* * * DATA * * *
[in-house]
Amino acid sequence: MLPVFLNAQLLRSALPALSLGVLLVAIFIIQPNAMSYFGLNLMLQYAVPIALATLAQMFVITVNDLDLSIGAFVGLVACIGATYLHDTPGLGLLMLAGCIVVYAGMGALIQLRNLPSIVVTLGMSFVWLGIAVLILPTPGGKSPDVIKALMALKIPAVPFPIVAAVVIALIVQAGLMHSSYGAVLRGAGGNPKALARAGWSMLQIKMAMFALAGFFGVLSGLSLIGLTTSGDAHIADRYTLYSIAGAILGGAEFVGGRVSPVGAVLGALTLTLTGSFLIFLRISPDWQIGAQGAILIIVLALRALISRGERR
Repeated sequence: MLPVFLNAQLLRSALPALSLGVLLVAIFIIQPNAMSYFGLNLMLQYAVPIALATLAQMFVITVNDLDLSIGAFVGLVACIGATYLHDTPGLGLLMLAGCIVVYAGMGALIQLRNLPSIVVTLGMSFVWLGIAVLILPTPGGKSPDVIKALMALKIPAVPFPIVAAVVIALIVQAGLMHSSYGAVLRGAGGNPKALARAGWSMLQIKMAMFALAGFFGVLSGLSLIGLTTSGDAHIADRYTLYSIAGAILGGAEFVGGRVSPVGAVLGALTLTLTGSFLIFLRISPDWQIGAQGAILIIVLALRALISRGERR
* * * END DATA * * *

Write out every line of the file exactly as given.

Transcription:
[in-house]
Amino acid sequence: MLPVFLNAQLLRSALPALSLGVLLVAIFIIQPNAMSYFGLNLMLQYAVPIALATLAQMFVITVNDLDLSIGAFVGLVACIGATYLHDTPGLGLLMLAGCIVVYAGMGALIQLRNLPSIVVTLGMSFVWLGIAVLILPTPGGKSPDVIKALMALKIPAVPFPIVAAVVIALIVQAGLMHSSYGAVLRGAGGNPKALARAGWSMLQIKMAMFALAGFFGVLSGLSLIGLTTSGDAHIADRYTLYSIAGAILGGAEFVGGRVSPVGAVLGALTLTLTGSFLIFLRISPDWQIGAQGAILIIVLALRALISRGERR
Repeated sequence: MLPVFLNAQLLRSALPALSLGVLLVAIFIIQPNAMSYFGLNLMLQYAVPIALATLAQMFVITVNDLDLSIGAFVGLVACIGATYLHDTPGLGLLMLAGCIVVYAGMGALIQLRNLPSIVVTLGMSFVWLGIAVLILPTPGGKSPDVIKALMALKIPAVPFPIVAAVVIALIVQAGLMHSSYGAVLRGAGGNPKALARAGWSMLQIKMAMFALAGFFGVLSGLSLIGLTTSGDAHIADRYTLYSIAGAILGGAEFVGGRVSPVGAVLGALTLTLTGSFLIFLRISPDWQIGAQGAILIIVLALRALISRGERR